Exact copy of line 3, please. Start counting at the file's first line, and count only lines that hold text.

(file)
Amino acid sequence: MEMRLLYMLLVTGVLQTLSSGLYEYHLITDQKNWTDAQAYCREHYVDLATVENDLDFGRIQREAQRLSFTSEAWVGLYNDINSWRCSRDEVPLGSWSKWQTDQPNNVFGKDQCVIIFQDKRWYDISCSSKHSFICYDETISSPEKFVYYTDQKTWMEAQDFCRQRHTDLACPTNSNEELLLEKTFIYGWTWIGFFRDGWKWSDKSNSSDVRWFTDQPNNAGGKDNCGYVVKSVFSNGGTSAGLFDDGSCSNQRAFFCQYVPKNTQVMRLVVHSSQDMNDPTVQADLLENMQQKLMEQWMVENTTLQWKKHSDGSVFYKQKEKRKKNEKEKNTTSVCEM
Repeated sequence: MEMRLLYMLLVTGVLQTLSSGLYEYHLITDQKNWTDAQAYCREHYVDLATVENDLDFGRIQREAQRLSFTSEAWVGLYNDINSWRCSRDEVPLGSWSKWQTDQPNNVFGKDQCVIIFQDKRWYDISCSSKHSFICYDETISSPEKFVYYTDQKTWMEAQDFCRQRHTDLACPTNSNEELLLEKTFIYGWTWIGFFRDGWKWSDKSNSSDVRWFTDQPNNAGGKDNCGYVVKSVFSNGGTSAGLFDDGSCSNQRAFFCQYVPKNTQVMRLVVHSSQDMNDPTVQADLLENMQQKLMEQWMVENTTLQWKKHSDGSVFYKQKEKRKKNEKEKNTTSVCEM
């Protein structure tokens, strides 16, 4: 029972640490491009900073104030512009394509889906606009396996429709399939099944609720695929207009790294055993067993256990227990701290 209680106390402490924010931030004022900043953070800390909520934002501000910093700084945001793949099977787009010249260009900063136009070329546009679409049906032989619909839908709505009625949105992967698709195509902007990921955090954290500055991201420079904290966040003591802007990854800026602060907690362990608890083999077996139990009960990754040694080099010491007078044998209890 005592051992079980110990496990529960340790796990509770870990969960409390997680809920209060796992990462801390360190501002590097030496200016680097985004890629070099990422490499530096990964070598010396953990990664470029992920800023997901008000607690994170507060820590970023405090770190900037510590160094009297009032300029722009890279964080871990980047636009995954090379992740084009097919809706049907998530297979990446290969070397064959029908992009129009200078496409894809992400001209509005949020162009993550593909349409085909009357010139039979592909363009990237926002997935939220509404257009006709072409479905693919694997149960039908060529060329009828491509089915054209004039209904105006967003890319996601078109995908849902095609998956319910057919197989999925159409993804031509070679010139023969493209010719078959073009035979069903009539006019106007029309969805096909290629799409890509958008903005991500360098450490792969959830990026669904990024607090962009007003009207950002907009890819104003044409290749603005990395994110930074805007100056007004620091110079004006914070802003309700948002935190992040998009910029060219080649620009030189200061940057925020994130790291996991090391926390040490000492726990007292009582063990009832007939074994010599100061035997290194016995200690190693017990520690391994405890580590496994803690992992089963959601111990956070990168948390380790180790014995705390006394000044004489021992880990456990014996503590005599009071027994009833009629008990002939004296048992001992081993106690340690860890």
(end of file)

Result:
């Protein structure tokens, strides 16, 4: 029972640490491009900073104030512009394509889906606009396996429709399939099944609720695929207009790294055993067993256990227990701290 209680106390402490924010931030004022900043953070800390909520934002501000910093700084945001793949099977787009010249260009900063136009070329546009679409049906032989619909839908709505009625949105992967698709195509902007990921955090954290500055991201420079904290966040003591802007990854800026602060907690362990608890083999077996139990009960990754040694080099010491007078044998209890 005592051992079980110990496990529960340790796990509770870990969960409390997680809920209060796992990462801390360190501002590097030496200016680097985004890629070099990422490499530096990964070598010396953990990664470029992920800023997901008000607690994170507060820590970023405090770190900037510590160094009297009032300029722009890279964080871990980047636009995954090379992740084009097919809706049907998530297979990446290969070397064959029908992009129009200078496409894809992400001209509005949020162009993550593909349409085909009357010139039979592909363009990237926002997935939220509404257009006709072409479905693919694997149960039908060529060329009828491509089915054209004039209904105006967003890319996601078109995908849902095609998956319910057919197989999925159409993804031509070679010139023969493209010719078959073009035979069903009539006019106007029309969805096909290629799409890509958008903005991500360098450490792969959830990026669904990024607090962009007003009207950002907009890819104003044409290749603005990395994110930074805007100056007004620091110079004006914070802003309700948002935190992040998009910029060219080649620009030189200061940057925020994130790291996991090391926390040490000492726990007292009582063990009832007939074994010599100061035997290194016995200690190693017990520690391994405890580590496994803690992992089963959601111990956070990168948390380790180790014995705390006394000044004489021992880990456990014996503590005599009071027994009833009629008990002939004296048992001992081993106690340690860890």